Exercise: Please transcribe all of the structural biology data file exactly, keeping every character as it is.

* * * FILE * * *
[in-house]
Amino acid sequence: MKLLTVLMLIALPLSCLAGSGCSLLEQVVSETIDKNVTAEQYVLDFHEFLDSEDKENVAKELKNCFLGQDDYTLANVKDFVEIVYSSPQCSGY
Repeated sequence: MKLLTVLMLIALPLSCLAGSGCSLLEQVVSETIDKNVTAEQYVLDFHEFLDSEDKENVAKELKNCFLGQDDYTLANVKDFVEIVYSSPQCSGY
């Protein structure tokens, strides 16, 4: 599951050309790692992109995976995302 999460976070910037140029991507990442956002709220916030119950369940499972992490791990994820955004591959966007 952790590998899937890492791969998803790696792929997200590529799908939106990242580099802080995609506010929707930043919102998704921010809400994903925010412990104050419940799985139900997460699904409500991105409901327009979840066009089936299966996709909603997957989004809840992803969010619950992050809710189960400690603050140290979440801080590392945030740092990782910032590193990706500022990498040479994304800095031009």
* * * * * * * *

[in-house]
Amino acid sequence: MKLLTVLMLIALPLSCLAGSGCSLLEQVVSETIDKNVTAEQYVLDFHEFLDSEDKENVAKELKNCFLGQDDYTLANVKDFVEIVYSSPQCSGY
Repeated sequence: MKLLTVLMLIALPLSCLAGSGCSLLEQVVSETIDKNVTAEQYVLDFHEFLDSEDKENVAKELKNCFLGQDDYTLANVKDFVEIVYSSPQCSGY
């Protein structure tokens, strides 16, 4: 599951050309790692992109995976995302 999460976070910037140029991507990442956002709220916030119950369940499972992490791990994820955004591959966007 952790590998899937890492791969998803790696792929997200590529799908939106990242580099802080995609506010929707930043919102998704921010809400994903925010412990104050419940799985139900997460699904409500991105409901327009979840066009089936299966996709909603997957989004809840992803969010619950992050809710189960400690603050140290979440801080590392945030740092990782910032590193990706500022990498040479994304800095031009």